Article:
The Thessaloniki film festival recently showed a tribute to the Greek film director Alexis Bistikas. One of the films shown was The Marbles, a short film that is simultaneously about the Elgin Marbles & Melina Mercouri. Alexis Bistikas died in 1995.
Kathimerini (English Edition) 
Monday November 21, 2005
Alexis Bistikas: A bold, provocative filmmaker
Film festival shows his work on 10th anniversary of his death
Demetris Nellas – Kathimerini English Edition
On Saturday, the Thessaloniki Film Festival presented the first part of a tribute to director Alexis Bistikas, who died 10 years ago.
Saturday’s showing included three of his seven short films: “The Marbles,” “The Tie” and “The Clearing.” Four speakers were on hand to comment upon Bistikas’s work: directors Eva Stephani and Lefteris Haritos, the latter his assistant in “The Clearing,” film critic Ilias Kanellis and Yiannis Kontaxopoulos, who had organized a retrospective of Bistikas’s films in Paris.
The 14-minute “The Marbles” was Bistikas’s first short film (1988) and shared the Best Feature Film prize at the 1989 Drama Short Film Festival. It is ostensibly about the so-called Elgin Marbles, the part of the Parthenon frieze acquired by the seventh Earl of Elgin from the Turks and shipped to London in the early 19th century. In reality, it is an elegy for Melina Mercouri, the late actress and former Minister of Culture who campaigned tirelessly about the return of the Marbles.
In his obituary on Derek Jarman, a far more famous film director who, like Bistikas, died of AIDS, Don Boyd wrote in The Independent that “He loved to share his passionate enthusiasm about life and art, and although he had a rigorous critical mind he was never malicious.” The description could also fit Bistikas: he could be sharply critical of people and situations, and had an eye for irony, but he could also be unreservedly enthusiastic about people and things he loved. Mercouri, whom he knew quite well personally, was one of his loves.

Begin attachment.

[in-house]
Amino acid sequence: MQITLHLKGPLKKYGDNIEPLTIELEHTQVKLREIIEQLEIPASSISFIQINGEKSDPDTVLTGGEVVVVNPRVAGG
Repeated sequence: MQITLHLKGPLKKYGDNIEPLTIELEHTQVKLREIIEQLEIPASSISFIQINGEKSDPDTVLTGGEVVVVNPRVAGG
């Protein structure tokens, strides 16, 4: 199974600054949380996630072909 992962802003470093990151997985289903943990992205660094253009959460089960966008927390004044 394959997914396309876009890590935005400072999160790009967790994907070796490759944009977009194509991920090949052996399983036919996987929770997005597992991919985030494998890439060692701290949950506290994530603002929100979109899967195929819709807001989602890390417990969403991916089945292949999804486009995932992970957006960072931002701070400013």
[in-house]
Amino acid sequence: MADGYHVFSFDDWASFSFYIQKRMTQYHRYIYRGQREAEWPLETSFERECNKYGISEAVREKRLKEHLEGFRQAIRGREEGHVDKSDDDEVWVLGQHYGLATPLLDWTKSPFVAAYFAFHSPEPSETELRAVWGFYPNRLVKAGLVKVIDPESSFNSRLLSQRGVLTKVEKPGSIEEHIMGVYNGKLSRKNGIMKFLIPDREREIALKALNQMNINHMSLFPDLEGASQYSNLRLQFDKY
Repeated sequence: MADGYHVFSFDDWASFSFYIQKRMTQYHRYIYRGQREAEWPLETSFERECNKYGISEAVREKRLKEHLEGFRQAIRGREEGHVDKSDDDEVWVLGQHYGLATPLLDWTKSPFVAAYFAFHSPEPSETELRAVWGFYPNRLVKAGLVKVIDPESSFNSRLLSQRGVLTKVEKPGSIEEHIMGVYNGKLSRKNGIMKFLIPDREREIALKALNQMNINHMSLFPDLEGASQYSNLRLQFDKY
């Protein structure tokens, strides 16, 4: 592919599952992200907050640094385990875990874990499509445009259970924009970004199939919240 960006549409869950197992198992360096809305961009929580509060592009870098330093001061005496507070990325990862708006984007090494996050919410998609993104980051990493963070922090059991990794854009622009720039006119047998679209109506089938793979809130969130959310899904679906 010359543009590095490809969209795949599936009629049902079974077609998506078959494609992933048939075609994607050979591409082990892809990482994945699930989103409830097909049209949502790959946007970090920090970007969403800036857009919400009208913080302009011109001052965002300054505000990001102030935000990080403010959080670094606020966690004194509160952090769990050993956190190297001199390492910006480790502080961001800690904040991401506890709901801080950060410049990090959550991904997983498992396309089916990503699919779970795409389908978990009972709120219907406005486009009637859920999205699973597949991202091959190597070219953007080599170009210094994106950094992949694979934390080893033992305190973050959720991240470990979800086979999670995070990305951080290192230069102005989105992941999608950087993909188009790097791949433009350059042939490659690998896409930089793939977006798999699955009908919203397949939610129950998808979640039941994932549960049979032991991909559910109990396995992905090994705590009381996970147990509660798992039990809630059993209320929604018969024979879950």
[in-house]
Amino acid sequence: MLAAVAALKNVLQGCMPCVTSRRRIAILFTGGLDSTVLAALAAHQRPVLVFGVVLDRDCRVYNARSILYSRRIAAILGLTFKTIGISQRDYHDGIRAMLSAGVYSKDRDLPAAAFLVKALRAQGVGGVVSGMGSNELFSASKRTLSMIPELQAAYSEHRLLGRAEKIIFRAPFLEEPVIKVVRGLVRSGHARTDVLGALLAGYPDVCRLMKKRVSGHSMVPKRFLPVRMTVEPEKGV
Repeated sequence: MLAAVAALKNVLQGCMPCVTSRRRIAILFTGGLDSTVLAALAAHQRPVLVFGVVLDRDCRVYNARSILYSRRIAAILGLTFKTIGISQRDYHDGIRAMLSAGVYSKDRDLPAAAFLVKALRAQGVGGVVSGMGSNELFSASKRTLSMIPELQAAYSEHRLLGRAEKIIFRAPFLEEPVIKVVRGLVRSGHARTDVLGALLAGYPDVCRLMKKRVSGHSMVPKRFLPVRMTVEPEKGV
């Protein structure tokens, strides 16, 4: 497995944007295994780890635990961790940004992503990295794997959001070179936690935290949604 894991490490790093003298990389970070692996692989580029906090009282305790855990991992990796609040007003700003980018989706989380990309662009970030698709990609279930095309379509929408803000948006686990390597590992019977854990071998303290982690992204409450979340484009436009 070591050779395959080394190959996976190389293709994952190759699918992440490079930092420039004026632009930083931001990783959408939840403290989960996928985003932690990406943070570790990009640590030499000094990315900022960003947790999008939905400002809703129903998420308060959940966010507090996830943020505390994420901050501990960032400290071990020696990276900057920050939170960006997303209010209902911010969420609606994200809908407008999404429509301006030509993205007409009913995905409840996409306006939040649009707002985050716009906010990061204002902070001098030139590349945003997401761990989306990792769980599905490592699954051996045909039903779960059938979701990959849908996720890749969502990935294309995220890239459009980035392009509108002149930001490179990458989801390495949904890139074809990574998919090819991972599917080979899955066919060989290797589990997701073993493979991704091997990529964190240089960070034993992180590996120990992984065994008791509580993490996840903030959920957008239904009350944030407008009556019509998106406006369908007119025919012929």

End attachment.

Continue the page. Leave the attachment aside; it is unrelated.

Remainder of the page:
Bistikas had the occasion to work with Jarman, one of his major influences, in “The Clearing,” his final short film, produced in 1993. The film is one long, seven-minute shot of Jarman at Hampstead Heath. This was Jarman’s final appearance in a film, although not quite the last project he was involved in; he went on to direct “Blue” and “The Glitterbug” before he died on February 19, 1994. An unpublished piece of music by Manos Hadjidakis, another of Bistikas’s cultural references, served as an inspiration for the movie.
Bistikas’s love of all types of performance art, as well as music, did not confine itself to highbrow forms. This element, as well as his sense of the absurd, helped him avoid the traps of the “cinema d’auteur.” His shorts were bold, both thematically and visually, but neither overly experimental nor sensationalist. They were only confrontational only for those offended by the director’s overt acknowledgement of his sexuality.
On Sunday, the tribute to Bistikas will conclude with four more shorts —” Naked Stare,” “Potson-Potson,” “The Breast” and “The Kiss” — plus another two films from his student days in London, at Goldsmiths College and the Royal College of Art.
These seven, plus two shorts, form the essential body of Bistikas’s work. He did direct a feature film, “To Harama” (“Dawn”), which premiered in January 1995, but by then the progress of his illness prevented him from having full directorial control. Years before, Bistikas had envisaged his first feature as an Almodovar-style parody. What emerged, however, was far more conventional, pleasing even to rather staid audiences. It is true, though, that his final illness had smoothed out his rough edges.
Alexis Bistikas died on September 29, 1995, at 31, too early to have had the time to match his emotional richness and intellectual curiosity with a corresponding mastery of the medium. What he left behind was still quite promising.